3. Something weird is going on with my black point now. If you look at the photo I’ve attached, you can see dark blocks all over the image. This is happening with all my images, and everything now has a slightly washed out look to it.
Attachments:You must be logged in to view attached files.2019-11-29 at 10:12 #21266
1- My fault… you may see this:
But I have enabled “Advanced” in Options menu so my screen is a little different.
IDNK right now equivalent setting with advanced=disabled. DisplayCAL creator may know it.
Anyway, if you configure a matrix-profile with equal TRC curves (=“single curve”) and enable black point compensation (akin to “my display has a superb contrast even if ot is not true”) then black crush, banding, grey coloration (pink-magenta/green) etc… that you see in color managed apps (specially in the best ones regarding rounding errors/truncation like C1) it is likely to be a calibration issue, hence related to GPU limitations or measurement device limitations.
There should be a way to reuse your current grey calibration (the one that should look visually OK in non color managed apps) and profile again without calibrate. I do not remember those settings right now, check doc or ask Florian.2019-11-29 at 10:20 #21267
Thanks Vincent…you, sir, are an officer and a gentleman!
So, interestingly, I enabled advanced options and a new drop-down appeared, which included Single Curve + Matrix! Righteo then, so here are my 3 main screens, so do let me know if anything is amiss before I start another 4-hour calibration. Also, is there anything in particular I need to know about Brightness and Contrast. Is there a rule of thumb, say, which states that you should always have maximum contrast, or half-brightness, or anything like that?
I’m very process-oritented, so once I have this nailed down, I know that I can just repeat the process next time around. Aside from that, do let me know if my settings look strange. In Profiling, I’ve duplicated your settings…if it’s good enough for you, it’s good enough for me 😀
Thanks for all your help, it’s really appreciated!
*edit – Urgh, I wanted to replace images…but it’s just added them.
- This reply was modified 1 week, 6 days ago by Michael Beecham.
- This reply was modified 1 week, 6 days ago by Michael Beecham.
Attachments:You must be logged in to view attached files.2019-11-29 at 10:32 #21277
Wait… are you on a mac? (from screenshots)
Then use default settings.
MacOS color management engine (for UI and Apple apps) has some bugs and cannot deal with non ideal extremely simplified profiles.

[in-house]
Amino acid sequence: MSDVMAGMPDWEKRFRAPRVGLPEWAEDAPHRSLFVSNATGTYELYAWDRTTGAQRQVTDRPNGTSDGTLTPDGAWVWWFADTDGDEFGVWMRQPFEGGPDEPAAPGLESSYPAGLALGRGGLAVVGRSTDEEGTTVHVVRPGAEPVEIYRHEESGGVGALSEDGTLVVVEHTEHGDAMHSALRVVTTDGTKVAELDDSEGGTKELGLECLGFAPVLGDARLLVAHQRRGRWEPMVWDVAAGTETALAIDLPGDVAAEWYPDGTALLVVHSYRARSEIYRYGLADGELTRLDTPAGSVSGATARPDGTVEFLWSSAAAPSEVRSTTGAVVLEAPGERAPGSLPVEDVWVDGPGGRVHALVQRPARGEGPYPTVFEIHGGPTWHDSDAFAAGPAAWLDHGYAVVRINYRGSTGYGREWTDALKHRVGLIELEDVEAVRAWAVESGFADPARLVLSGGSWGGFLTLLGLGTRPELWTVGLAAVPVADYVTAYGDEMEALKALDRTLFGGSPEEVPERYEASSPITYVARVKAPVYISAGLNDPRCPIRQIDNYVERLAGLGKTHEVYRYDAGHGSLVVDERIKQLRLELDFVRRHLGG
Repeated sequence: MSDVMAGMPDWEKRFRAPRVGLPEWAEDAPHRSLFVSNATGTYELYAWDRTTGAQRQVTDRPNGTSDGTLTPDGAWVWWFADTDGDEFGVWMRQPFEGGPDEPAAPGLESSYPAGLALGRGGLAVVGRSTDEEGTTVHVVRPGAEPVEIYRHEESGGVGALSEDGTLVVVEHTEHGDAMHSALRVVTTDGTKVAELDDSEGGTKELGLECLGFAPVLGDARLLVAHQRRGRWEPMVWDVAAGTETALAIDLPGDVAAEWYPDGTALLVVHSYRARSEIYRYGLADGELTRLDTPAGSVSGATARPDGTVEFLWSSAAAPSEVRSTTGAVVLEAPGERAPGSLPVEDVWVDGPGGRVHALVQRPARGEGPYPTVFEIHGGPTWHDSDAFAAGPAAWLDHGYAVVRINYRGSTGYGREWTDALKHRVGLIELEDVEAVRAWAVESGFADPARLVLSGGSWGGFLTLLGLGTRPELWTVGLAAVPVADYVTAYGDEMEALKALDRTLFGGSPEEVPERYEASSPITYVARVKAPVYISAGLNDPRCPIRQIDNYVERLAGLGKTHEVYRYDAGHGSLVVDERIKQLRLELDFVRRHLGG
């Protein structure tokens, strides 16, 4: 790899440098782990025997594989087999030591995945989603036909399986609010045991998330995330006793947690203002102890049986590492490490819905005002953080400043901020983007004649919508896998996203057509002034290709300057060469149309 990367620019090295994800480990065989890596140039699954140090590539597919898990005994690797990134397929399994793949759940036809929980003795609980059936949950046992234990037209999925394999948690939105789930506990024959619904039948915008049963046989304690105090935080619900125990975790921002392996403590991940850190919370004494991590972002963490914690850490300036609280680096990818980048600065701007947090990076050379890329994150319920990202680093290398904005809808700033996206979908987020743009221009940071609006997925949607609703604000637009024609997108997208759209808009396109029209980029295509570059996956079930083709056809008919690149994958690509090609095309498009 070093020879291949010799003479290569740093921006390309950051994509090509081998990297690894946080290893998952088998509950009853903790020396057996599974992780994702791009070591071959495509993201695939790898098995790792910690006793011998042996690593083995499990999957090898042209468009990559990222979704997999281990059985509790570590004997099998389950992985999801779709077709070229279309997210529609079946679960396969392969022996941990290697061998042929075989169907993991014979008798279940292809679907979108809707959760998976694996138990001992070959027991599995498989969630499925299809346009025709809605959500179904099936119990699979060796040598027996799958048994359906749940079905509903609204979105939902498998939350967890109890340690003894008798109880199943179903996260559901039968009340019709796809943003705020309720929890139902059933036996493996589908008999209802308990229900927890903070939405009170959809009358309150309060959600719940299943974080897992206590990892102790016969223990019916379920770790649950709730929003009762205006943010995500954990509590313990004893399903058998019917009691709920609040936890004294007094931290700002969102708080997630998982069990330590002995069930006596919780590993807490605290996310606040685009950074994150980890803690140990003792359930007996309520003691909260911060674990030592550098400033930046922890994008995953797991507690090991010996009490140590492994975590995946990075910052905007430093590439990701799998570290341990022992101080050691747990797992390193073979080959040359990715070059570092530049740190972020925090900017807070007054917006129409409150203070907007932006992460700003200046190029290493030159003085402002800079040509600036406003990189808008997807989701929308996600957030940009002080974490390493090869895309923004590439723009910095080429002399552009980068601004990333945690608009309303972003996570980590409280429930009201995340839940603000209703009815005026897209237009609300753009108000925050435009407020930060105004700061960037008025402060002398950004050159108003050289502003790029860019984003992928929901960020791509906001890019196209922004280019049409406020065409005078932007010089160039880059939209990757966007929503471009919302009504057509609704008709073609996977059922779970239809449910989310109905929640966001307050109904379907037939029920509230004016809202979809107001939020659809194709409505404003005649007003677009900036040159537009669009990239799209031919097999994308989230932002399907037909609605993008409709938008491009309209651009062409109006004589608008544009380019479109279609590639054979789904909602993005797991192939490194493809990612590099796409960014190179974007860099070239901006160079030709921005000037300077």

That idealized & simplified profile used in DisplayCAL defaults for macOS should be something like “single curve”+”matrix”+”BPC=ON”, but IDNK if there is an additional simplification applied by DisplayCAL to avoid all those macOS bugs & issues in UI.
Those bugs are related to grey coloration or black crush in apps or system manus, but CaptureOne or Adobe suite should use their own color management engine = the images are rended properly in those app even if Apple apps shows that kind of issues.2019-11-29 at 10:40 #21280
Interestingly, as I’m sitting here, I’m watching my monitor. Suddently (but gently) flip to a slightly different colour temperature for a few seconds…then flip back. It’s a subtle change, but it’s noticeable…then it happens again. Weird. I’ve only noticed this since my 4 hour calibration last night.
I’ll go back to default settings for the next calibration. Any wisdom to share on monitor brightness and contrast?2019-11-29 at 11:03 #21281
With setings I mean the upper combo box, but better to wait or ask to Florian, DisplayCAL creator.
I would say “go manual” with single curve + black point compensation = on, but IDNK if he does someting else to simplify resulting profile to overcome macOS limitations.
Regarding brightnes&contrast settings IDNK what features you use in C1 or Adobe suite.
Storing actual black point in profile if you keep max contrast @ your whitepoint can help with softproof when you use “simulate ink” (it would lift black differently)… but you use a mac you you are limited if want to avoid macOS color engine errors in UI.
Also we do not know if you print or if you softproof… or if you should be in a certain ISO settings by contract with your printerlab/customer (you should know that by now if you need it)…. or if you compare a print under certain lamp against display (a setting in which lamp fixes certain values for white point & brightness for screen)… etc.
Too many uncertainties. So if you do not know, D65 white, default factory settings for contrast and lower/raise brightness when fixing D65 in OSD RGB gains till you find it comfortable.
- This reply was modified 1 week, 6 days ago by Vincent.